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Afghanistan: Turkey and US nearing deal on Kabul airport mission

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Turkish and US officials are getting close to a technical agreement over securing Kabul airport after Nato’s withdrawal. But a small disagreement on Turkey’s possible role in providing security outside the facility is remaining, two people familiar with the issue told Middle East Eye.

A US technical delegation visited Ankara last week and held consultations with officials from the foreign ministry, defence ministry and intelligence to draft a framework for the Turkish presence in Kabul airport, whose accessibility is crucial for the foreign missions, aid groups and the Afghan government.

Presidents Recep Tayyip Erdogan and Joe Biden reached a verbal agreement earlier this month that would see Turkey take over the airport’s security after the vast majority of Nato forces pull out of Afghanistan, which is expected to be completed in mid-July. Erdogan asked for financial and logistical aid, as well as assistance from partner countries.

The Turkish military has been guarding the airport since 2013, alongside the US, Hungary, France and other Nato allies.

The airport is a lifeline to the Afghan government, which has suffered several huge setbacks against the Taliban in major districts, prompting a US intelligence report that said the administration could totally collapse six months after Nato’s withdrawal.

Two people familiar with the issue, who spoke on condition of anonymity due to the sensitivity of the subject, told MEE that Turkish and US delegations reached a mutual understanding on the following issues:

Turkey will be able to get any foreign partners it wants and Ankara will be permitted to deploy domestic security advisers to the Afghan government.
A Nato communique promised to maintain funding for securing the airport earlier this month, meeting a Turkish condition, but Ankara has also been seeking the deployment of drones, defensive equipment and troops from other allied countries.

The sources said, as reported last week by the Associated Press citing US officials, that Washington had agreed to leave behind a counter-rocket, artillery, mortar (C-RAM) system, which has a capability that the Turkish military lacks, to counter Taliban mortar or rocket attacks. The Pentagon would also leave a few US troops at the airport to operate the system and aircrew for helicopter support.

One area of disagreement between Turkey and the US had been guarding the diplomatic convoys shuttling between the foreign missions and the airport. The sources suggested that Turkey refused to provide security for the convoys alone, but was likely to take on the task if other countries such as the US were to share the burden.

The Associated Press reported that the US was expected to keep roughly 650 US troops in Kabul to provide security for American diplomats and the airport.

Boots on the ground
It is estimated that around 500 Turkish troops and 200 technical personnel will remain in Afghanistan, which could be enough for Ankara to take part in missions to protect the diplomatic convoys. Turkish Defence Minister Hulusi Akar last week said in televised remarks that Ankara, “for now”, didn’t need to send additional troops to Afghanistan.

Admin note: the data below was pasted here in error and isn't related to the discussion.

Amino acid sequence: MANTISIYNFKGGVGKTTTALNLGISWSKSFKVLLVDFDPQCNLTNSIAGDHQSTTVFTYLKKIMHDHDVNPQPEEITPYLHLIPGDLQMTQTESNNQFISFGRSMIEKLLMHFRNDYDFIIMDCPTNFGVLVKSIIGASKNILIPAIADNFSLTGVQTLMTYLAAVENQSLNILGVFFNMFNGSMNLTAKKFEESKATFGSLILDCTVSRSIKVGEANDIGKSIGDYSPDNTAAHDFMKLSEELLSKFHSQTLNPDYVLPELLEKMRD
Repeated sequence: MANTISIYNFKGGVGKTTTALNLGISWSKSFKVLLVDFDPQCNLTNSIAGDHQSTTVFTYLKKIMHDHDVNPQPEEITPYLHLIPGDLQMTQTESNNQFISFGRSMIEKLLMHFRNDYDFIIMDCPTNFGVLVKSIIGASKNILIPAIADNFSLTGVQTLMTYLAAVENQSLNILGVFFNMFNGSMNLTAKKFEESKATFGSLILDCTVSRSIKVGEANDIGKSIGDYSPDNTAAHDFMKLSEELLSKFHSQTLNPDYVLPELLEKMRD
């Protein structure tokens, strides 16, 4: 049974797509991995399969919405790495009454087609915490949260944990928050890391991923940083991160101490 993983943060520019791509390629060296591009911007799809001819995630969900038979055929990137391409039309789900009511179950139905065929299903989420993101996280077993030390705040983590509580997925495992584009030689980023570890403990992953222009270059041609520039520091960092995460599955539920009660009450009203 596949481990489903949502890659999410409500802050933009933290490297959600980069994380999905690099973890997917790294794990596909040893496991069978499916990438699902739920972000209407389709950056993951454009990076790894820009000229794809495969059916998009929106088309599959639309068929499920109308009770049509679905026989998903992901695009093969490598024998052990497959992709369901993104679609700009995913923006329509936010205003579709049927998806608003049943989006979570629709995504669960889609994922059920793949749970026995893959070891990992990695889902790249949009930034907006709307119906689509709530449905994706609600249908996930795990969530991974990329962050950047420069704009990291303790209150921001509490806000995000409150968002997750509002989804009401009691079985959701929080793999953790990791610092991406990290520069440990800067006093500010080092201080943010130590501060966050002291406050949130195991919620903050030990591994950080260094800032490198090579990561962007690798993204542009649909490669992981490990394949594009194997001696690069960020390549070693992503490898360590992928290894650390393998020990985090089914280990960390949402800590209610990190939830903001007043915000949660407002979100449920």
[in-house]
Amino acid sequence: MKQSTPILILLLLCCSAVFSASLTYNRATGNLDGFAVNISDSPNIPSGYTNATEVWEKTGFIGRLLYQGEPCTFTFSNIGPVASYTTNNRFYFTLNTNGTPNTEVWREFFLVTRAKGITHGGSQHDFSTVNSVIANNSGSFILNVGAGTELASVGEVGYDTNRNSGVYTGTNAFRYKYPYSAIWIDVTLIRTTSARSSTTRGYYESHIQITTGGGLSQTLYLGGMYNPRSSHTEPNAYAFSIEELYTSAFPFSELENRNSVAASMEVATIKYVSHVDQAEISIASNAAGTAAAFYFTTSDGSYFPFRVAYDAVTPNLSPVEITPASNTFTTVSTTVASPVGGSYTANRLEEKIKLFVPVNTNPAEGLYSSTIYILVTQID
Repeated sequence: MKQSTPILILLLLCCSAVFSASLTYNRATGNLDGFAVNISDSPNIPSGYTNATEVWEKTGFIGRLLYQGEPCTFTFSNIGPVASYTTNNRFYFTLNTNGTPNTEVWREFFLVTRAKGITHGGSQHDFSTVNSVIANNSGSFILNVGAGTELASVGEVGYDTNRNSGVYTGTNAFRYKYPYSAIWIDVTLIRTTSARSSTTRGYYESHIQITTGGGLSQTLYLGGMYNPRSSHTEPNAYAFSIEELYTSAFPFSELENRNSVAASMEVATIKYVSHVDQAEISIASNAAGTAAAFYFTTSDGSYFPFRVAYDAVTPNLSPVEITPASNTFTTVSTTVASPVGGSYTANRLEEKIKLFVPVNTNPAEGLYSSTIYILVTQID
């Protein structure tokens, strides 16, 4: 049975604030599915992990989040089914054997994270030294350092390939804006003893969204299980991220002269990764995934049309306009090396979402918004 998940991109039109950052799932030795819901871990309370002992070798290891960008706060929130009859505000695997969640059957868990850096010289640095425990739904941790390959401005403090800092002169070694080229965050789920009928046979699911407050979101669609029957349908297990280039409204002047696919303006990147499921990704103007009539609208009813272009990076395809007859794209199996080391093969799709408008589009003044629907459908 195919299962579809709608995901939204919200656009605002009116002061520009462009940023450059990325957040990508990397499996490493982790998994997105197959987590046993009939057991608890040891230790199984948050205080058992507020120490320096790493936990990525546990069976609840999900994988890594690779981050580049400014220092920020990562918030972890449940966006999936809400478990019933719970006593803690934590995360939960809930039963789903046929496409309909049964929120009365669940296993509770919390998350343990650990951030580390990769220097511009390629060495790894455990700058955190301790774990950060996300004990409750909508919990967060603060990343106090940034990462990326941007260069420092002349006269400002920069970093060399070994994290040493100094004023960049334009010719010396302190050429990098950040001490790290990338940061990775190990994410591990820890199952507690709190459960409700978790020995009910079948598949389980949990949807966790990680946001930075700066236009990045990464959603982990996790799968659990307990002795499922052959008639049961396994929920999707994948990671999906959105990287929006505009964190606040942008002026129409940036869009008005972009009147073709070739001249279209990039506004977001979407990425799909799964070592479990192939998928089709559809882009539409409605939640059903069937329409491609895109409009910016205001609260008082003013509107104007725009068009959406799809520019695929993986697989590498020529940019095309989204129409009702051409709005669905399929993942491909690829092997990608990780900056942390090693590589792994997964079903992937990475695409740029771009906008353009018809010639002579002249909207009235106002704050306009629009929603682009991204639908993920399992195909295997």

The sources told MEE that Ankara was willing to deploy domestic security advisers to work with the Afghan government to contribute to the general peace and security of Kabul, which is marred by attacks, mostly suicide bombings, suspected to have been undertaken by the Taliban.

“The consultations have been generally positive. We will continue to hold discussions on the issue,” one Turkish official told MEE.

Even though Turkey has had a close relationship with Afghanistan since the late Ottoman Empire, the Taliban has been outspoken against an enduring Turkish presence in Kabul ever since the possibility was first raised by the US government, warning Ankara not to make a “big mistake”.

‘The consultations have been generally positive. We will continue to hold discussions on the issue’

– Turkish official

The Taliban has largely avoided hitting Turkish troops since the Nato intervention began in 2001.

Turkey’s government sees an opportunity in Afghanistan to repair its broken relationship with Washington, which is at odds with Ankara over the purchase of Russian-made S-400 missile systems and elements of its foreign policy.

A Washington source last week told MEE that Erdogan had been hoping for favours from the US in return for taking on the Kabul mission.

“It is true that Turkey always had a historic and friendly relationship with Afghanistan,” the source said. “Yet in return, Ankara wants solid concessions from Washington, including on the issue of S-400s.”

Erdogan said earlier this month that Turkey could guard the airport with troops from Hungary and Pakistan. For many, Pakistan sounded like a reasonable partner. Islamabad has a longstanding relationship with the Taliban, as a neighbouring country. But Hungary came as a big surprise.

Two sources familiar with the issue said Hungary itself expressed a willingness to take part in the mission, floating the idea in a meeting between Erdogan and Hungarian Prime Minister Viktor Orban on the sidelines of a Nato summit earlier this month.

The Turkish official said the US and Turkey were still working on the possible partners and there had been no final decision made on the issue.

Source: Middle East Eye


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